Now, here's some good news for us as individuals: By getting a better understanding of how our organizations work, business model thinking helps us perform more effectively at our own jobs. But more than that, once we become familiar with the Business Model Canvas, we can apply the same ideas to our own careers.

How?

Simply by thinking of ourselves as single-person enterprises with “personal business models.”

For example, we all work for others (Customers), helping them complete the jobs they need to have done (Provide Value) — and we do so through various mediums (Channels). Of course, we don't usually use business terms to discuss our work. (Not if we want anyone to listen to us, anyhow!) But that's where the Canvas proves useful. When we use its structure and language to help us describe what we do, we open the door to personal and professional innovation.

Last year, for instance, my friend Chris developed a side business copy-editing scholarly papers for university professors. After listening to me prattle on about business models, she decided to analyze her new job by drawing a Business Model Canvas. In the “Value Provided to Customers” building block, she wrote, “improve article readability and style.”

Business Model Canvas for personal use

But after pondering Value Provided, Chris realized the job she was doing was something far more valuable: helping professors get articles published in leading scholarly journals. For university professors living in a “publish or perish” world, this was a mission-critical job indeed. Chris raised her rates significantly — and attracted more, not fewer, customers.

Clarifying your personal business model can be an eye-opening experience — or even the first step toward reinventing your career.

Interested in using these ideas to improve your own life? Here are three simple takeaways:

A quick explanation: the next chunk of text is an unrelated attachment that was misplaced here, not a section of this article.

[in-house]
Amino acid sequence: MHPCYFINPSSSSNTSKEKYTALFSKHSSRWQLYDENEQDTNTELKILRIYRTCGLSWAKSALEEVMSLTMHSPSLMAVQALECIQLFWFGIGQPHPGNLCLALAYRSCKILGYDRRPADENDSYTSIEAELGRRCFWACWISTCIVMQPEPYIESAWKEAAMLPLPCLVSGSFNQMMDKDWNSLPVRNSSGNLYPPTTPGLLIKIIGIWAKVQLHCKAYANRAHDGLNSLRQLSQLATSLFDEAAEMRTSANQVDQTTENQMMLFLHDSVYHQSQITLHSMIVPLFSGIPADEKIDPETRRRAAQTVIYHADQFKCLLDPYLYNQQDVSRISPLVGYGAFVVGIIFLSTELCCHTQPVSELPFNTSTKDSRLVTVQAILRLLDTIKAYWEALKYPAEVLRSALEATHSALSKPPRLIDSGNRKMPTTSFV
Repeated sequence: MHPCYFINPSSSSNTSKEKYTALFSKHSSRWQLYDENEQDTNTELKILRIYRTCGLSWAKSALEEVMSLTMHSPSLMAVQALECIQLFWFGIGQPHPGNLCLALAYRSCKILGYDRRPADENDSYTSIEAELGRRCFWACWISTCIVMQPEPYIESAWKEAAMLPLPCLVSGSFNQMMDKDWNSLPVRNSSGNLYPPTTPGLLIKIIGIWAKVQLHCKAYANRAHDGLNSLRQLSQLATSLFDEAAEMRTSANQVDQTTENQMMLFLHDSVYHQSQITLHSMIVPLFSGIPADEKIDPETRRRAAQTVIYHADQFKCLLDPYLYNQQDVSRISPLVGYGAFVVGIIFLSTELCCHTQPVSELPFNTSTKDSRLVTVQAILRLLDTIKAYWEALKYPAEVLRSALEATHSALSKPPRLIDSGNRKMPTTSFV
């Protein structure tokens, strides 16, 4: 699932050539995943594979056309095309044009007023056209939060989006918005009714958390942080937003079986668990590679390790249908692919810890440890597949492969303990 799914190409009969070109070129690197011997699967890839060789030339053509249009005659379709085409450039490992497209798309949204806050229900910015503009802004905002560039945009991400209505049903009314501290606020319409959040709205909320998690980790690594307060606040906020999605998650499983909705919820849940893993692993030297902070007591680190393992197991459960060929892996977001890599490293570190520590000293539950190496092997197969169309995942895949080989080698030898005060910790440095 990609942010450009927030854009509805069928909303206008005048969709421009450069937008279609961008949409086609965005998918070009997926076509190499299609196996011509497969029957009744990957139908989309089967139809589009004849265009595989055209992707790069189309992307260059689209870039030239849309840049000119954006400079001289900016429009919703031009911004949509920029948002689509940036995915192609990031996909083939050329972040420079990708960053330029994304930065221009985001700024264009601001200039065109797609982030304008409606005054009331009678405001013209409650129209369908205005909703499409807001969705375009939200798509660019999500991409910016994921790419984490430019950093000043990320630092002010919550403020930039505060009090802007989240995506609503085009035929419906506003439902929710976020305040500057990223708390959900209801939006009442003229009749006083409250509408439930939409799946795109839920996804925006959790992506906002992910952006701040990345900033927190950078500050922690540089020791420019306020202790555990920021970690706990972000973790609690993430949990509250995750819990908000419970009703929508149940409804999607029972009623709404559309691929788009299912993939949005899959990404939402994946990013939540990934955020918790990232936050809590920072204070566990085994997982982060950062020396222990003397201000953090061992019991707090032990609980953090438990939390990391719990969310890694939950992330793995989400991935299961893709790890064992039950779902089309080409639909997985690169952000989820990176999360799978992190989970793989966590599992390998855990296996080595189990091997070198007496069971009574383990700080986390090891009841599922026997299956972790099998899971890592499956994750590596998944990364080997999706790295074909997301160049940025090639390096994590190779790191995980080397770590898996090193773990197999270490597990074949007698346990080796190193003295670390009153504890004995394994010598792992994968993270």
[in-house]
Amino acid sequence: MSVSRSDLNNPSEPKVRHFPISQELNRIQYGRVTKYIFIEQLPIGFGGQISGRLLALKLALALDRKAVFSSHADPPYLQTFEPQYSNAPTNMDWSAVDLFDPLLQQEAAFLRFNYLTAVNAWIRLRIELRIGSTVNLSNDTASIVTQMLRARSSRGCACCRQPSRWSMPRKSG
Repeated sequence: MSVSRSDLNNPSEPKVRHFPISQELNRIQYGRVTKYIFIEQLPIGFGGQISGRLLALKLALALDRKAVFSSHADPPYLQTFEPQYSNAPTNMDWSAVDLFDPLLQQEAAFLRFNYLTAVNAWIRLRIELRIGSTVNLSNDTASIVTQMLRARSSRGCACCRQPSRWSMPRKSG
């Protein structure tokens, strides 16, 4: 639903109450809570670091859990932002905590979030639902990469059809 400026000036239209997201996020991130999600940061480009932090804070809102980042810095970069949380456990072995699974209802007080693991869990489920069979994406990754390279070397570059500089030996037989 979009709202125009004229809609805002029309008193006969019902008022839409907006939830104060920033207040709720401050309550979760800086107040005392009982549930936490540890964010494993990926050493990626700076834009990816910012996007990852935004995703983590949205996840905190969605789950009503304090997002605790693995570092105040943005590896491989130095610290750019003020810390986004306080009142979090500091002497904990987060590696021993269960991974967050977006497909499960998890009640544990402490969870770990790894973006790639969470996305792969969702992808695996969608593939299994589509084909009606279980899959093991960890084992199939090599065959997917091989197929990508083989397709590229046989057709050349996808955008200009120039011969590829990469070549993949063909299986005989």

• Learn to use the Business Model Canvas — it's a simple but powerful tool for both organizations and individuals.
  • Like Chris, put your personal business model down on paper to clarify the value you provide to customers.
  • Use sticky notes to change the content of different building blocks and imagine new ways to add customers, serve them through different channels, or boost your “value provided.”

Be Part of a Bestseller Business Model

Chris's story isn't unique. Anyone can profit from defining a personal business model. With this in mind, I'm now working with the authors of Business Model Generation to create a new book about applying business model ideas to personal career development.

The work is tentatively titled Business Model You. We figured a book about business models should itself adopt a non-traditional model, so that's what we've done. We're inviting readers to co-create the book by critiquing draft chapters, voting on design elements, or simply supporting the effort through online forum membership. In exchange for pre-purchasing one copy, each member will be credited within the final work as a contributing co-author. (This is a traditional paper book, not an e-book.)

Nearly 500 contributing co-authors from 45 countries joined us in the production of Business Model Generation. Now we'd like to invite GRS readers with strong interests in career development and/or writing to join us at Business Model You! While we can't guarantee that the new book will also become a bestseller, if you join us, the odds are in our favor — and yours.

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Joan Concilio Otto
Joan Concilio Otto
9 years ago

How do I volunteer?! I’m a full-time newspaper editor and boy, I’d really rather read this. 😉

Tim Clark
Tim Clark
9 years ago